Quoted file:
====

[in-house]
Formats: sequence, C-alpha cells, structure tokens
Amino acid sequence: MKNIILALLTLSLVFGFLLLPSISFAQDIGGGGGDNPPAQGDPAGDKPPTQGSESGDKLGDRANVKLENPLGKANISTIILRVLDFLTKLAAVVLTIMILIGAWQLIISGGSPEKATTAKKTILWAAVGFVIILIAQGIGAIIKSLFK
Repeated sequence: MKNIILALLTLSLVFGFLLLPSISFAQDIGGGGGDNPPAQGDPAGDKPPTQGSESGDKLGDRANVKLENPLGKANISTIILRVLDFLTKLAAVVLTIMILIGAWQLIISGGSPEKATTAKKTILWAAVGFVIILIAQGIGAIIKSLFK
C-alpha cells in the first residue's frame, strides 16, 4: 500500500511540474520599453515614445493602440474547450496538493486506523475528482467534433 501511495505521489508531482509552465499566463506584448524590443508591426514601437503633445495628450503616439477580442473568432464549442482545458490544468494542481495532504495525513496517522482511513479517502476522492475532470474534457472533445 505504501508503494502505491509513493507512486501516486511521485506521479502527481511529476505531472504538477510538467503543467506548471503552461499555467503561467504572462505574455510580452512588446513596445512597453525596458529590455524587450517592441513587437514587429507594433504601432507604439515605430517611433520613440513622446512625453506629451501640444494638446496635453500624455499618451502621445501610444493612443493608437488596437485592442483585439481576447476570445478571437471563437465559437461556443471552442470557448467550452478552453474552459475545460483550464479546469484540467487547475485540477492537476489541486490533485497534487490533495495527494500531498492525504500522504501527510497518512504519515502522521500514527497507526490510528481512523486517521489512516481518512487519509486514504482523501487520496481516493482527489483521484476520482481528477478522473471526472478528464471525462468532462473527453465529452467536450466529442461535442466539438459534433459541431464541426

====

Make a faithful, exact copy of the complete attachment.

[in-house]
Formats: sequence, C-alpha cells, structure tokens
Amino acid sequence: MKNIILALLTLSLVFGFLLLPSISFAQDIGGGGGDNPPAQGDPAGDKPPTQGSESGDKLGDRANVKLENPLGKANISTIILRVLDFLTKLAAVVLTIMILIGAWQLIISGGSPEKATTAKKTILWAAVGFVIILIAQGIGAIIKSLFK
Repeated sequence: MKNIILALLTLSLVFGFLLLPSISFAQDIGGGGGDNPPAQGDPAGDKPPTQGSESGDKLGDRANVKLENPLGKANISTIILRVLDFLTKLAAVVLTIMILIGAWQLIISGGSPEKATTAKKTILWAAVGFVIILIAQGIGAIIKSLFK
C-alpha cells in the first residue's frame, strides 16, 4: 500500500511540474520599453515614445493602440474547450496538493486506523475528482467534433 501511495505521489508531482509552465499566463506584448524590443508591426514601437503633445495628450503616439477580442473568432464549442482545458490544468494542481495532504495525513496517522482511513479517502476522492475532470474534457472533445 505504501508503494502505491509513493507512486501516486511521485506521479502527481511529476505531472504538477510538467503543467506548471503552461499555467503561467504572462505574455510580452512588446513596445512597453525596458529590455524587450517592441513587437514587429507594433504601432507604439515605430517611433520613440513622446512625453506629451501640444494638446496635453500624455499618451502621445501610444493612443493608437488596437485592442483585439481576447476570445478571437471563437465559437461556443471552442470557448467550452478552453474552459475545460483550464479546469484540467487547475485540477492537476489541486490533485497534487490533495495527494500531498492525504500522504501527510497518512504519515502522521500514527497507526490510528481512523486517521489512516481518512487519509486514504482523501487520496481516493482527489483521484476520482481528477478522473471526472478528464471525462468532462473527453465529452467536450466529442461535442466539438459534433459541431464541426